In the play, Romeo’s friend Mercutio persistently derides Italian affectations and fencing in his narration, yet we know that all the noble protagonists are equipped with rapiers. The term ‘rapier’ was used merely to characterize the complex hilted Italian blade, and differentiate it from the English style. It is conceivable, therefore, that Mercutio and the Montagues fought with rapiers but according to the English style, the company of Maisters being known to teach its use as well. For that reason it is possible that the opposing families of Montagues and Capulets may in fact also represent opposing schools of fencing theory.

The worlds of stage and fencing entwine to create a clear view of the dangerous world Londoners inhabited in the Elizabethan era. Following the death of Bonetti his school was taken over by one of his students, recorded only as ‘Jeronimo’, and Jeronimo was joined there in 1590 by Vincente Saviolo. Saviolo was a native of Padua, a former captain who served in Venice and as a Mercenary across Europe, who quickly outshone Jeronimo. It is not known whether these two opened another school following the expiry of Bonetti’s lease on the Playhouse in 1593, but we do have records showing that they were known to be teaching at court during this period. The two continued their cooperation until Jeronimo was slain in a further challenge in 1594. He was chased down on horseback as he was travelling with a lady friend in a coach by an Englishman known only as ‘Cheese’, who had an apparent quarrel with him. In Elizabethan England travelling in a coach was considered effeminate and reserved for women and the elderly, making this a likely romantic assignation. Jeronimo was thrust through the body twice, and died.

Image – Ridolfo Capoferro’s Gran Simulacro (1610)

Insights given to us by Shakespeare, Marlowe, Jonson and their contemporaries are much more fascinating when we understand the world in which they lived. Playwright Ben Jonson killed famed actor Gabriel Spenser in a duel in 1598, just two years after Spenser killed another man (James Feake) with his sword under questionable circumstances and one year after both Jonson and Spenser had been imprisoned for their parts in the seditious play The Isle of Dogs. Ironically, The above mentioned Romeo and Juliet was published a year earlier in 1597, and the play could be viewed as less of a teen drama, and more of a social commentary on the endemic dueling culture in London at the time. Playwright Kit Marlowe was stabbed to death in what was supposedly a brawl over a bill, but evidence has been unearthed pointing to his engagement in espionage under Elizabeth’s spymaster, Sir Francis Walsingham.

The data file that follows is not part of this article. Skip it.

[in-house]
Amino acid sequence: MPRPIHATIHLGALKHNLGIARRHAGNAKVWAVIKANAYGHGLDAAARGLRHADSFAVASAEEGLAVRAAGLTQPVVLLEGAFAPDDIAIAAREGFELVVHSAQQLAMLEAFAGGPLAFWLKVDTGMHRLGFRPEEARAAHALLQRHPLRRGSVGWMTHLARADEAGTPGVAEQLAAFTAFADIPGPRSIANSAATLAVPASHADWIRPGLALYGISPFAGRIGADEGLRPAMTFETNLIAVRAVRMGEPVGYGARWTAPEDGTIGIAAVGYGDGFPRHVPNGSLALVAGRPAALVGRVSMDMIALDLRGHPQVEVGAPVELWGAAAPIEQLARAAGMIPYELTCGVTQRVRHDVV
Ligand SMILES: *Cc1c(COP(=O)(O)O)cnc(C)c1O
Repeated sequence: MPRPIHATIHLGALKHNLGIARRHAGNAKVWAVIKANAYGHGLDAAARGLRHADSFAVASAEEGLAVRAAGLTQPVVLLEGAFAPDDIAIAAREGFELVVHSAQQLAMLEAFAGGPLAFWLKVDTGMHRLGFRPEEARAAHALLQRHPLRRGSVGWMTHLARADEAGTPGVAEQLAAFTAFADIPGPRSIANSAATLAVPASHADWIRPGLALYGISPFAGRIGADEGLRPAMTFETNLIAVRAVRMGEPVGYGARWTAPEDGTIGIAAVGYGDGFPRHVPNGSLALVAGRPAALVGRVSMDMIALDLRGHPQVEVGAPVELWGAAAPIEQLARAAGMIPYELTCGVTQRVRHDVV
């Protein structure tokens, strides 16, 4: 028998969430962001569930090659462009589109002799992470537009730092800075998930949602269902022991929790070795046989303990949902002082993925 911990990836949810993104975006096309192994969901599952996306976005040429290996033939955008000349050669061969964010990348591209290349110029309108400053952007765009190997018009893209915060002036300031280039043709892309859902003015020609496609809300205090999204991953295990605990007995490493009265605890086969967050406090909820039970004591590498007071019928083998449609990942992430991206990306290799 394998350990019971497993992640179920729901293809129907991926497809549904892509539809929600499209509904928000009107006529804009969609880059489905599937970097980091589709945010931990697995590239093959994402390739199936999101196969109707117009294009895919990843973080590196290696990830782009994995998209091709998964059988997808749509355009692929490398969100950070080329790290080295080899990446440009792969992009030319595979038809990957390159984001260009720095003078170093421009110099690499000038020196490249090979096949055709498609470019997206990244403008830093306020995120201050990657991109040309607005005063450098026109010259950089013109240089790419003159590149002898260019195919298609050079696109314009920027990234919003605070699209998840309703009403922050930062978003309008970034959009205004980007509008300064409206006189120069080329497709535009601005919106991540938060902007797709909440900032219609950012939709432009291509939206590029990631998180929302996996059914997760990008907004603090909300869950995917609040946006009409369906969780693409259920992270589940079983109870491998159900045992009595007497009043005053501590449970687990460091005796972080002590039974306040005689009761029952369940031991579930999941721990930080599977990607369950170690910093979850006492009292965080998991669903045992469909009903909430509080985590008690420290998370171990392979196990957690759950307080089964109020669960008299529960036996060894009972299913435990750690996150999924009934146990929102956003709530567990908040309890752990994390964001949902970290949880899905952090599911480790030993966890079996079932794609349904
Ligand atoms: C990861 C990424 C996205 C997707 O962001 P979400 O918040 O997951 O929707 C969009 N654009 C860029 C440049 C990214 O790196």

Coming back to 2019, both The Sam Wanamaker Playhouse and The Globe Theatre are treasure troves of insight to those who wish to understand Elizabethan Theatre. In the documentary below, it is repeatedly mentioned that ‘this’ is a place where Shakespeare makes sense. “Interaction of the audience…”, “The audience is a character in the play…”, and from this author’s own experience, that is indeed the case.

Image – Stage of The Globe Theatre

Anyone who has ever been bored rigid by one of Shakespeare’s baffling comedies needs to re-experience these at The Globe, where the performance is not only entertaining but actually still funny over 400 years after the plays were first written. Understanding the context of period terminology or symbolism further enhances the immersion, such as the horns on the head of Falstaff in The Merry Wives of Windsor, also known as ‘cuckolds horns’ (watch the documentary).